Covert harddisc recorder
DILOGER is a self-contained harddisc-based audio recorder, 1
built around 2002 by an unknown party, and used by the current Russian
federal security service FSB
– the successor to the KGB –
for recording intercepted telephone calls, or the audio from a nearby
covert listening device, or bug.
It was commonly placed inside a regular unobtrusive vehicle, parked in the
vicinity of the person or building under surveillance (the target),
allowing 24/7 monitoring of the target .
It has a removable 30 GB IDE harddisc and can record up to 4 channels
of uncompressed audio, with 16-bit resolution, at a rate of 22 kHz, using
pulse-code modulation (PCM).
Each input can be connected to the (line) output of a receiver, or directly
to a microphone. The input levels are fully adjustable.
The device is powered by an external 12V DC source, such as a car battery.
Back at the office, the samples can be downloaded from the harddisc,
by connecting the device to a TCP/IP network and accessing it from a
personal computer (PC)
using the FTP protocol.
Wireless covert listening devices (radio bugs)
generally have a limited range – in the order of 50 to 150 metres –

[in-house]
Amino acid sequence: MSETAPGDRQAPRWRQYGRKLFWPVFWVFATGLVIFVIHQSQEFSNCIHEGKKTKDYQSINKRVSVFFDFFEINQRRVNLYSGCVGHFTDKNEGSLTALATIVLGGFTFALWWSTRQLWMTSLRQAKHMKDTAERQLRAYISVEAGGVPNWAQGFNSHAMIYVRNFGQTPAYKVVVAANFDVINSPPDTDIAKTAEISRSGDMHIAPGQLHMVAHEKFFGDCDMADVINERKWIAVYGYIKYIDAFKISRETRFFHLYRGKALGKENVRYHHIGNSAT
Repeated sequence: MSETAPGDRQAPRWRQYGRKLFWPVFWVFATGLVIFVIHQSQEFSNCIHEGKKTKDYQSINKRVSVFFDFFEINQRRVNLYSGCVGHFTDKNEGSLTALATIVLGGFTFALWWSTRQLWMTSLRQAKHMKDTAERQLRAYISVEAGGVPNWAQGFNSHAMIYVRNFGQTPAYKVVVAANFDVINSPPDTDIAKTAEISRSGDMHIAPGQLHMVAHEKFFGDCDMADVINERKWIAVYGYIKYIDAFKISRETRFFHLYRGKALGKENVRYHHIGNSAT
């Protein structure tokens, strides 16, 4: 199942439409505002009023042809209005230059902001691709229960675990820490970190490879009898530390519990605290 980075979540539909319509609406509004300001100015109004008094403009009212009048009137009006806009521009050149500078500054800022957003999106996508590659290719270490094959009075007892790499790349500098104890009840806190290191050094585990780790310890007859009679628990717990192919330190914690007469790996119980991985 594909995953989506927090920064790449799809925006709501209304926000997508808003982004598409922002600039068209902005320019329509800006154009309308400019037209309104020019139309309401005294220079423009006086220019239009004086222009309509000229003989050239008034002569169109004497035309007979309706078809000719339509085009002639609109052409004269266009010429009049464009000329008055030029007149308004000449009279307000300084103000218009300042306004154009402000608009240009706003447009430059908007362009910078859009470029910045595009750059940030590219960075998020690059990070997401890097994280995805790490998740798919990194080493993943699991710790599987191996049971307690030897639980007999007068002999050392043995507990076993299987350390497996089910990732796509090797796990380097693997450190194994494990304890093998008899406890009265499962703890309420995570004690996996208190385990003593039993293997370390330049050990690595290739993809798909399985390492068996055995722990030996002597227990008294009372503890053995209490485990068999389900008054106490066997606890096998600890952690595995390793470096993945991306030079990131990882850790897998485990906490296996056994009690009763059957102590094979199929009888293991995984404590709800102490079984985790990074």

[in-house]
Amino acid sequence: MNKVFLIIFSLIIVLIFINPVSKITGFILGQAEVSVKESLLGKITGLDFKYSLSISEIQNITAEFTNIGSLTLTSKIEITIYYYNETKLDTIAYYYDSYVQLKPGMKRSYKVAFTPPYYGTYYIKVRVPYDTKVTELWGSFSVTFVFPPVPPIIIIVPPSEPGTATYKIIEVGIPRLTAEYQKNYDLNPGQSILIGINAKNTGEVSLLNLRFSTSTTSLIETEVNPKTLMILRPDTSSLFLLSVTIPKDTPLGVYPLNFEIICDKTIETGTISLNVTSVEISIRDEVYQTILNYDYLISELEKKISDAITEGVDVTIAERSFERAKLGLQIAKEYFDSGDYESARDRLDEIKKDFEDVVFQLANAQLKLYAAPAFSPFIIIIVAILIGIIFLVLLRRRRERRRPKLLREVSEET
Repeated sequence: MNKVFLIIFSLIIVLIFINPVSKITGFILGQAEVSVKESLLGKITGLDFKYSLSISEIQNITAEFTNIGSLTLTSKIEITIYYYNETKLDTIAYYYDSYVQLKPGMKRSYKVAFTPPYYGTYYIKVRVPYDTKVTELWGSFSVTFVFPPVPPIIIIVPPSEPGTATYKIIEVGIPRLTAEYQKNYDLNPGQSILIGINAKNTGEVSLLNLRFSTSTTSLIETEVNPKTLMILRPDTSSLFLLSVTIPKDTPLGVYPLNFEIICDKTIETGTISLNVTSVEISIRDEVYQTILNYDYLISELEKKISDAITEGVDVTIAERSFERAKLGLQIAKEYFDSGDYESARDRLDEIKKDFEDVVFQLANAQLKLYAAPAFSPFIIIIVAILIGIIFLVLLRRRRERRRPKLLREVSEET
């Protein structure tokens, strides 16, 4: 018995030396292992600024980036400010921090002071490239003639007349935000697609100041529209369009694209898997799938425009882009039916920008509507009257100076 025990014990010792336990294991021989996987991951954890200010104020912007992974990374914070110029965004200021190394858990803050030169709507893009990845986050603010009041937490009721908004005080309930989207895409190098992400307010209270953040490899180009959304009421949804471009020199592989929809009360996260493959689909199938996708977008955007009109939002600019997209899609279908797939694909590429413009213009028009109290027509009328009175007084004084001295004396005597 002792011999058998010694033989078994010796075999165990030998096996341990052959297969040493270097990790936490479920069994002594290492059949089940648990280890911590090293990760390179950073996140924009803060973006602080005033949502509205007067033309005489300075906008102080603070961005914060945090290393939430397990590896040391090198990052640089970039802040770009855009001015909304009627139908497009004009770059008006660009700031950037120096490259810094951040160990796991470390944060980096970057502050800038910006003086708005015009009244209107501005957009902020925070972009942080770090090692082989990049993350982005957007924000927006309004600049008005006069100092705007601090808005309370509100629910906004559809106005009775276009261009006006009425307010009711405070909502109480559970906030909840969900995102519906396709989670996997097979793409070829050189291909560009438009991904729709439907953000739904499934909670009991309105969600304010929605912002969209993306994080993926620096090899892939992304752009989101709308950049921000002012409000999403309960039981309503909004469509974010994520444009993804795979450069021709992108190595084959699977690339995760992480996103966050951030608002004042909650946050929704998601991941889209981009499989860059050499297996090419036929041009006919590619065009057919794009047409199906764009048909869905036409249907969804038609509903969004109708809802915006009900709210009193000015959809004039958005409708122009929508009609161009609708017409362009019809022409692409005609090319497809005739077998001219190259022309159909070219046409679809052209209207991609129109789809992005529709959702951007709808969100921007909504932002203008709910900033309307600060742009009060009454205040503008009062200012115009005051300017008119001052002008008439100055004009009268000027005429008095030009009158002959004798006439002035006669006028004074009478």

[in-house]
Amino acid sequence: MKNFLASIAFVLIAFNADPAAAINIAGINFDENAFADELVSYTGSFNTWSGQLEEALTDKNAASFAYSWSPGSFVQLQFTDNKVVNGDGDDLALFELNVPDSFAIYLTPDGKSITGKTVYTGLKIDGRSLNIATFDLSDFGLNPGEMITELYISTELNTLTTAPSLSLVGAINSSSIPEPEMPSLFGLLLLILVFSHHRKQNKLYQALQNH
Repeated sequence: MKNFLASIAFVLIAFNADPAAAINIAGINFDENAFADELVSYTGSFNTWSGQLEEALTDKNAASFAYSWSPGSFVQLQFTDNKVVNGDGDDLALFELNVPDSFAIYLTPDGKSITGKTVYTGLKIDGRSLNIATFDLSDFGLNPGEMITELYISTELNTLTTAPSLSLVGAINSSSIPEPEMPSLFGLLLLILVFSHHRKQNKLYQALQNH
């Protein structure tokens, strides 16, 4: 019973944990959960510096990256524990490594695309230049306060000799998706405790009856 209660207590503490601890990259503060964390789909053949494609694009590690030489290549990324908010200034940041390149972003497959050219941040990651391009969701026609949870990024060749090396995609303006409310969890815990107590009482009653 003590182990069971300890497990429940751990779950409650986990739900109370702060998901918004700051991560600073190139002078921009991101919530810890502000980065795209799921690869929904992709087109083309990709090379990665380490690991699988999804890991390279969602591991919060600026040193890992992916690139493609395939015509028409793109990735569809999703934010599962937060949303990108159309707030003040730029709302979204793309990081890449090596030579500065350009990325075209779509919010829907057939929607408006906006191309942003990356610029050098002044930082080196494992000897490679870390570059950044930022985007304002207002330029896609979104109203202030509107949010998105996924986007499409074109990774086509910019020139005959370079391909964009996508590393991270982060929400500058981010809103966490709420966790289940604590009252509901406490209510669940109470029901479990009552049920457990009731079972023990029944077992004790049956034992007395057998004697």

which means that a listening post (LP) has to be established close to
the target. This was generally done by using a nearby house, a hotel
room or a mini van, but this could attract the attention of the target,
especially if the operators had to get in and out regularly. To overcome
this problem, an inconspicuous car was parked in the vicinity, with the
above Diloger connected to a receiver. The harddisc had to be
swapped for a fresh one just once a week .
Also known as a hard disk recorder, or a hard drive recorder.
HELP REQUIRED —
The device has a built-in FTP server, which is protected with a username
and password. At present, these are unknown to us, so we are unable to
download the contents of the harddisc to a PC. If you have information that
could help us to get access, please contact us
The FTP server identifies itself as LioNet 1.0.
The device also has a built-in HTTP server, through which it identifies
itself as Diloger version 1.3.
All controls and connections are located at the
front panel of the device,
as shown in the image below. At the top left is a bay for a removable 2.5"
IDE harddisc, such as the one placed in front of it. In this case, a
30 GB harddisc – made by IBM in Hungary –
is used. The power socket is at the bottom left. The device is activated